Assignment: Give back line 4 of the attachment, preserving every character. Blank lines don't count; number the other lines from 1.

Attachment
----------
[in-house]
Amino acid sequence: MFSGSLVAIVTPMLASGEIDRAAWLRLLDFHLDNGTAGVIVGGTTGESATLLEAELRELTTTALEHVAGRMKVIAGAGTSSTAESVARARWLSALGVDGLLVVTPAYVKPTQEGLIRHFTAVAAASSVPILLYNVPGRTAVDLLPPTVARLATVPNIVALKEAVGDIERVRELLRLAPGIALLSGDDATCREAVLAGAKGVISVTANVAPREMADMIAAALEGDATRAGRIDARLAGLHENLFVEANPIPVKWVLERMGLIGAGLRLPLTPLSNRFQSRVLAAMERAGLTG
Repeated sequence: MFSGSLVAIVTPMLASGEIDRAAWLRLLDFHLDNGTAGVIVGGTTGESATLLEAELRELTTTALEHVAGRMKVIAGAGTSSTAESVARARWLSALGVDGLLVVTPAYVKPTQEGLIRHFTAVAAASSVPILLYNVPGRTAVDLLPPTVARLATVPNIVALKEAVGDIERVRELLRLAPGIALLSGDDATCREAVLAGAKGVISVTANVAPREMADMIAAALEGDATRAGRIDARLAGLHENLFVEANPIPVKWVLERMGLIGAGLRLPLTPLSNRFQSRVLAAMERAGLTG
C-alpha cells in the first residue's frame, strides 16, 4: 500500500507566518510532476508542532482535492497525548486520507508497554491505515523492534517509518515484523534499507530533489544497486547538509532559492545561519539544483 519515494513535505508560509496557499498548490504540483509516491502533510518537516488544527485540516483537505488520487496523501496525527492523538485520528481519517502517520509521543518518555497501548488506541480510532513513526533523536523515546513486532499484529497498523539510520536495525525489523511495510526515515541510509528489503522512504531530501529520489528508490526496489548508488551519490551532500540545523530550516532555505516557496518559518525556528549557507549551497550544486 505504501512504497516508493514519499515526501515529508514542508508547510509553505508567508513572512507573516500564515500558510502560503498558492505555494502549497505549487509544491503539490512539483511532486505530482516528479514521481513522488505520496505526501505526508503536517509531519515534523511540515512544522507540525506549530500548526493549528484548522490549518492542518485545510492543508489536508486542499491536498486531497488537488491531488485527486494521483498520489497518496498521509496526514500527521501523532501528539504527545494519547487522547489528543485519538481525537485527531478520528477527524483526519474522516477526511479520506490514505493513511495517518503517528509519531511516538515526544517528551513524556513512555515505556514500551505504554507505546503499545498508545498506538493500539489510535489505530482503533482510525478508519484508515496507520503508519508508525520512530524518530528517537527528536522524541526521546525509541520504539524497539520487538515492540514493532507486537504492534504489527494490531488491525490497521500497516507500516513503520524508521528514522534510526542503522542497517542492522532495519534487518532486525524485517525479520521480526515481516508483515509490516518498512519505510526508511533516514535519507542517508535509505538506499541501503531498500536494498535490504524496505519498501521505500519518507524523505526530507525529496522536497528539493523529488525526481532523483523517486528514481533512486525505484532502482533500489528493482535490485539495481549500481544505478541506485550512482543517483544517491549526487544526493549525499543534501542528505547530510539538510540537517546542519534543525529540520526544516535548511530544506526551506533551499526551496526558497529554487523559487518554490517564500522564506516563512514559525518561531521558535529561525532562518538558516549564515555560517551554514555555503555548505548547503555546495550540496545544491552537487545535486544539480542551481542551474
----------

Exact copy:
C-alpha cells in the first residue's frame, strides 16, 4: 500500500507566518510532476508542532482535492497525548486520507508497554491505515523492534517509518515484523534499507530533489544497486547538509532559492545561519539544483 519515494513535505508560509496557499498548490504540483509516491502533510518537516488544527485540516483537505488520487496523501496525527492523538485520528481519517502517520509521543518518555497501548488506541480510532513513526533523536523515546513486532499484529497498523539510520536495525525489523511495510526515515541510509528489503522512504531530501529520489528508490526496489548508488551519490551532500540545523530550516532555505516557496518559518525556528549557507549551497550544486 505504501512504497516508493514519499515526501515529508514542508508547510509553505508567508513572512507573516500564515500558510502560503498558492505555494502549497505549487509544491503539490512539483511532486505530482516528479514521481513522488505520496505526501505526508503536517509531519515534523511540515512544522507540525506549530500548526493549528484548522490549518492542518485545510492543508489536508486542499491536498486531497488537488491531488485527486494521483498520489497518496498521509496526514500527521501523532501528539504527545494519547487522547489528543485519538481525537485527531478520528477527524483526519474522516477526511479520506490514505493513511495517518503517528509519531511516538515526544517528551513524556513512555515505556514500551505504554507505546503499545498508545498506538493500539489510535489505530482503533482510525478508519484508515496507520503508519508508525520512530524518530528517537527528536522524541526521546525509541520504539524497539520487538515492540514493532507486537504492534504489527494490531488491525490497521500497516507500516513503520524508521528514522534510526542503522542497517542492522532495519534487518532486525524485517525479520521480526515481516508483515509490516518498512519505510526508511533516514535519507542517508535509505538506499541501503531498500536494498535490504524496505519498501521505500519518507524523505526530507525529496522536497528539493523529488525526481532523483523517486528514481533512486525505484532502482533500489528493482535490485539495481549500481544505478541506485550512482543517483544517491549526487544526493549525499543534501542528505547530510539538510540537517546542519534543525529540520526544516535548511530544506526551506533551499526551496526558497529554487523559487518554490517564500522564506516563512514559525518561531521558535529561525532562518538558516549564515555560517551554514555555503555548505548547503555546495550540496545544491552537487545535486544539480542551481542551474